- Author of Waller's manuscript rewarded for helping feds (1/13/18)
- Police: Man dies from self-inflicted gunshot after standoff in south Cape (1/14/18)3
- Here's what's being built next to Chick-fil-A in Cape (1/18/18)1
- Word to your superintendent: Glass rocks Vanilla Ice parody to announce cancellation (1/13/18)3
- Jackson Area Chamber of Commerce recognizes commitment to community at annual awards banquet (1/13/18)
- Poultry in motion: 4-H participants take first in nation with barbecue skills (1/13/18)1
- City of Oran water rates violate state law, auditors find; report details financial-management problems (1/13/18)2
- Cape lands new summer-league baseball team; Capaha Field to see major upgrades (1/20/18)7
- 3 mayor candidates in Scott City; former mayor Porch files for council seat (1/18/18)
- Redhawk Food Pantry helping Southeast students, employees who need assistance with food, supplies (1/19/18)2
Rice- Iran is running out of time
BRUSSELS, Belgium -- Secretary of State Condoleezza Rice put Iran and Europe on notice Wednesday that their negotiations over Tehran's nuclear program cannot go on forever.
Nearing the end of a fence-mending tour of European allies, Rice said the United States had set no deadline on the Iran talks, but she also said the Bush administration had not changed its view that the United Nations should step in to get tougher on Iran.
In Washington, President Bush said the Iranians needed to know that the free world was working together to send a clear message: Don't develop a nuclear weapon.
"And the reason we're sending that message is because Iran with a nuclear weapon would be a very destabilizing force in the world," Bush said.
"I think the message is there," Rice said at a news conference at NATO headquarters. "The Iranians need to get that message," she said, adding that Tehran should know that "there are other steps" the international community can take.
Iran says its program is for nuclear power, not weapons. In Tehran, President Mohammad Khatami said Wednesday that no Iranian government would ever abandon the progress the country has made in developing peaceful nuclear technology.
The comment did not augur well for negotiations with three European countries that are trying to persuade Iran to cease permanently the enrichment of uranium and have promised economic and technological aid in return. Khatami said that if the talks with Britain, France and Germany fail, his government will not be bound by its undertaking to suspend enrichment.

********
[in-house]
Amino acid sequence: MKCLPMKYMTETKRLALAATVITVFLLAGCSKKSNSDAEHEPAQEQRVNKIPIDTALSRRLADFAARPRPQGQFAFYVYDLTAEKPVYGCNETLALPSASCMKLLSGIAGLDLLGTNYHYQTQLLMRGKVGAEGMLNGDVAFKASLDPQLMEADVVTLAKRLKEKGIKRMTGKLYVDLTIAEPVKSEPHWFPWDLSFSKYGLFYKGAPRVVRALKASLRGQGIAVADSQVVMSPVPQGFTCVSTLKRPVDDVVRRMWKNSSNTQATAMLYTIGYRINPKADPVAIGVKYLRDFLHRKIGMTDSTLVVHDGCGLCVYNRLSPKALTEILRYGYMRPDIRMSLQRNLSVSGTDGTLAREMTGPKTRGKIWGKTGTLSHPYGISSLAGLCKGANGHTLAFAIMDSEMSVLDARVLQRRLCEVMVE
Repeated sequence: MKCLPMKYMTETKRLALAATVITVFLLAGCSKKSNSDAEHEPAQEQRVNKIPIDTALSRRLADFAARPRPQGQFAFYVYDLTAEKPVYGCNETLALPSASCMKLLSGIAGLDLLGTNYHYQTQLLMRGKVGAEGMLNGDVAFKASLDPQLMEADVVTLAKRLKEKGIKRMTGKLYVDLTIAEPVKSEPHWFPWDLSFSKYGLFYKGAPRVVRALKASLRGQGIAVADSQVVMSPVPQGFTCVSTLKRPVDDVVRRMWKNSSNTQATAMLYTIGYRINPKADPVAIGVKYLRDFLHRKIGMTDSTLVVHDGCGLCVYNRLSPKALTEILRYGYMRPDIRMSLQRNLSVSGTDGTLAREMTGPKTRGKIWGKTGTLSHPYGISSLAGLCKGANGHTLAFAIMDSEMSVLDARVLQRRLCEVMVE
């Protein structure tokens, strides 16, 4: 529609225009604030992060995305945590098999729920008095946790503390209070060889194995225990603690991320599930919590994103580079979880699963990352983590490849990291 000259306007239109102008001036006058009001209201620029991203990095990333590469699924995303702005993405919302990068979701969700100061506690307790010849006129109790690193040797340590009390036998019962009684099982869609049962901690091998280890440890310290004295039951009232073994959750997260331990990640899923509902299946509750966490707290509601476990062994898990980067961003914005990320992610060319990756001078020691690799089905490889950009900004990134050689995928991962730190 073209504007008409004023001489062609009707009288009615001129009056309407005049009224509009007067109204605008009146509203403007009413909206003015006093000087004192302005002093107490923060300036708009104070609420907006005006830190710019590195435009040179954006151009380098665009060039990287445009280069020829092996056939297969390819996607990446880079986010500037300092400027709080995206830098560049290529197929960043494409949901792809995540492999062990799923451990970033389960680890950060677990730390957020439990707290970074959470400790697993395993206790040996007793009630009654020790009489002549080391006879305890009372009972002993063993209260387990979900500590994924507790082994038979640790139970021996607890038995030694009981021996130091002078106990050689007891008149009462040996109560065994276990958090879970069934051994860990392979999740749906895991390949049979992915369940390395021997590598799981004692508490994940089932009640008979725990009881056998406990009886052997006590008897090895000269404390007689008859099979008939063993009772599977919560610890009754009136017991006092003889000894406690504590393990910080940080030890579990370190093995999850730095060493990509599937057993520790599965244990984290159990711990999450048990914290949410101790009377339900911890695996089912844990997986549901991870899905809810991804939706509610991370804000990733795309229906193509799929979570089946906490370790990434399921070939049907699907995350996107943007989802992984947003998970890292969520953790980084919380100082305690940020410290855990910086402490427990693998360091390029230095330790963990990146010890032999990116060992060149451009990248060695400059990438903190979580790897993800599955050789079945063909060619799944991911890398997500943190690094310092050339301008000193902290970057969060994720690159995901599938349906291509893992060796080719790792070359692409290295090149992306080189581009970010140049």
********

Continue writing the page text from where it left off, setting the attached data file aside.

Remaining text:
"If other parties are not committed to their promises, we will not be committed to our promises at all," Khatami told a meeting of foreign diplomats.
The Bush administration has long viewed the European process as futile and thinks Iran is stalling.
"They need to hear that the discussions that they are in with the Europeans are not going to be a kind of weigh station where they are allowed to continue their activities, that there's going to be an end to this and that they are going to end up in the Security Council," Rice said earlier Wednesday.
Those remarks, in an interview with Fox News, also urged Britain, France and Germany to put pressure on Iran. Rice has spoken in tough terms about Iran during this trip, but had been careful to leave any criticism of the Europeans unsaid.
"Iranians need to hear that if they are unwilling to take the deal, really, that the Europeans are giving ... then the Security Council referral looms," she said. "I don't know that anyone has said that as clearly as they should to the Iranians."
Asked at Wednesday's news conference how long the diplomatic efforts should continue, Rice replied, "We've set no deadline, no timeline. The Iranians know what they need to do."
Over the past week, Rice visited Britain, France and Germany, the three countries talking to Iran. The United States has kept the European diplomacy at arm's length, and Rice's remarks Wednesday underscored that the United States and the Europeans still did not see eye to eye.
The three European countries are reluctant to take the matter to the United Nations before making further efforts at negotiation.
French Foreign Minister Michel Barnier used a news conference with Rice Tuesday night in Paris to repeat that France and the other European participants wanted to let diplomacy run its course.
"We believe this political and diplomatic work with which we are committed is by far the best way," Barnier said. "We need the confidence and the support of the United States in this very delicate phase ... and that's ... the message we conveyed to Condi Rice."
Rice did not directly respond during the joint news conference, instead putting the onus on Iran to comply with international compacts governing civilian and military nuclear programs. She also thanked the three nations for their efforts.
Iran has been a topic for most of Rice's meetings with European politicians. European governments have generally maintained closer ties to Iran in the more than two decades since an Islamic government took power.
Some Europeans suspect that the United States intends to attack Iran during Bush's second term. Rice said at the start of her trip, in London, that an attack is "not on the agenda" now.